Point of contention

Freedom New Mexico: Argen Duncan Dairy owner Alva Carter Jr. pulls the cap off a groundwater quality monitoring well beside the wastewater lagoon at his family’s dairy south of Portales.

By Argen Duncan: Freedom New Mexico

The New Mexico Environment Department and dairy producers disagree on how dangerous dairies are to groundwater and what should be done to prevent pollution.

In this year’s legislative session, a bill passed requiring the state to enact statutes specifying what dairies must do to protect the environment. Now, the Environment Department requires various practices to prevent pollution. But there is no set common standard.

“What the dairies are looking for is sound science,” said Alva Carter Jr., whose family owns a dairy south of Portales and one near Muleshoe. “We are not asking to be deregulated.”

Carter, a member of Dairy Industry for a Cleaner Environment, said his industry believes dairies cause 2 percent or less of all water contamination in New Mexico.

“And that’s not a number we’re proud of either, but it’s a far cry from saying we have a big problem,” he said.

Carter said he doesn’t believe dairies are a danger to groundwater in Roosevelt, Curry or Lea counties because the ground would filter out pollutants before they reached the aquifer. Areas with rivers or groundwater closer to the surface would probably need different rules, he said.

NMED Ground Water Quality Bureau Chief William C. Olson said 65 percent of New Mexico dairies have caused groundwater contamination.

Olson said the main pollutant dairies may put out is nitrate from manure and organic waste. In infants, nitrate can reduce the ability of blood to carry oxygen, and the resulting oxygen starvation can kill the child, according to the U.S. Environmental Protection Agency Web site.

Nitrate can leak out of lagoons where dairies contain wastewater and storm runoff, be over-applied to farm fields as fertilizer or run down clean water lines.

Also, dairies may have problems with salts — chloride and total dissolved solids — if they use evaporation ponds to help dispose of dirty water, Olson said.

According to the EPA Web site, those substances aren’t dangerous to human health. The site says they can give water an unappealing color or taste, and cause corrosion, build-up on fixtures or loose deposits within water systems.

Bureau records indicate that of 32 dairies in Roosevelt County, 20 are exceeding limits for nitrate in groundwater, 12 are now or have in the past surpassed limits for chloride and total dissolved solids, and one has unknown contaminant levels. Of 28 dairies in Curry County, five are exceeding limits on nitrate, two show too much chloride and total dissolved solids, and four have no monitoring wells to check the water, according to the records.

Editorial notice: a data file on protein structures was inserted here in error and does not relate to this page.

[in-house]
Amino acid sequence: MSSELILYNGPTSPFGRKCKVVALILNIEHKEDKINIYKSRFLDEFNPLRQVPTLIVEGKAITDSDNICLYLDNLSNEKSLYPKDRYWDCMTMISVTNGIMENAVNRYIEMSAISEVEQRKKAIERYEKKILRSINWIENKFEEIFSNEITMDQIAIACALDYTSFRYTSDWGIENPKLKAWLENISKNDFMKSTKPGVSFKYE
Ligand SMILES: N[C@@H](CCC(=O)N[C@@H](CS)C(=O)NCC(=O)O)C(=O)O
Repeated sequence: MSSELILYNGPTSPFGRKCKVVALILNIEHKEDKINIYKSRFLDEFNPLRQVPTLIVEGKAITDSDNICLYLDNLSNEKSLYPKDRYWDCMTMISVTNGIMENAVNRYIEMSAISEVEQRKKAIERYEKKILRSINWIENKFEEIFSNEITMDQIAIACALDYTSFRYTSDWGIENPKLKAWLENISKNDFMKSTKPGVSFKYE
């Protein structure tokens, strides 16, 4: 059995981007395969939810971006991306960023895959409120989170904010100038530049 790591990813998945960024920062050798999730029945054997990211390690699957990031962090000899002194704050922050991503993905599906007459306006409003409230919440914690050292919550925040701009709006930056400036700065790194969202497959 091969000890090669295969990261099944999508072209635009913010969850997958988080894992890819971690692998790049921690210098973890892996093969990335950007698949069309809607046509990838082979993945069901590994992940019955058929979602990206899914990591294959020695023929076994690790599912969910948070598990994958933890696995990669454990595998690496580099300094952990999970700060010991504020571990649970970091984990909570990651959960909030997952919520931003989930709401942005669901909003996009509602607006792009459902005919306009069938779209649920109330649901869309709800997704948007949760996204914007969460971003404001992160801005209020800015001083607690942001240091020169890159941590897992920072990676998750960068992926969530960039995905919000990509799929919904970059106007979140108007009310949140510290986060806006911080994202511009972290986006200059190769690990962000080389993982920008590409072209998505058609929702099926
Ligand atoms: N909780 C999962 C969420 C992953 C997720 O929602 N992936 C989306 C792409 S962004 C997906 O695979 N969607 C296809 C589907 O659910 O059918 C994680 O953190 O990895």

Olson said the state requires dairies to get discharge permits for the purpose of protecting water. Every four or five years, he said, the state adds new conditions to the permits to adjust practice and prevent pollution.

“And we’ve had some interest, of course, from the dairies because those things cost money,” Olson said.

Those changes now cost $300,000 to $600,000 every five years, and aren’t based on science, Carter said.

Dairy producers want clear laws that specify everything that needs to be done so they can figure in the cost when building the dairy, he said.

Carter said members of his industry also want to protect their own and others’ water supply.

Dairy owners live on the facility and drink the water, he said. Also, if the animals had bad water, Carter said, it would decrease their productivity.

The dairy industry and Environment Department agree on the smaller points of needed pollution prevention, but they disagree on how to use monitoring wells, he said.

Monitoring wells are narrow wells drilled to the groundwater to allow for quarterly sampling of the water to test for contaminants.

Carter said the department requires dairies to put the wells too close to lagoons.

In Roosevelt and Curry County, where groundwater is 100 feet or more below the surface, the wells act as conduits for pollutants to run down into groundwater if a lagoon does leak, he said.

Without the wells, Carter said, the ground would filter out the contaminants before they reached the water table.

He said monitoring wells should be set back from lagoons where they will register pollutants if the ground doesn’t filter them out first.

Olson said the monitoring wells must go next to the lagoons for early detection of pollution, and his bureau disagrees that they cause pollution. He said the lagoons aren’t supposed to leak, and the wells should be constructed properly.

“Monitoring wells are a nationally recognized mechanism for detecting contamination,” Olson said.

The wells are an environmental industry standard used at various sites and have been through other trade associations, he said.

Carter said many states don’t use monitoring wells, and there are better ways to check for contamination.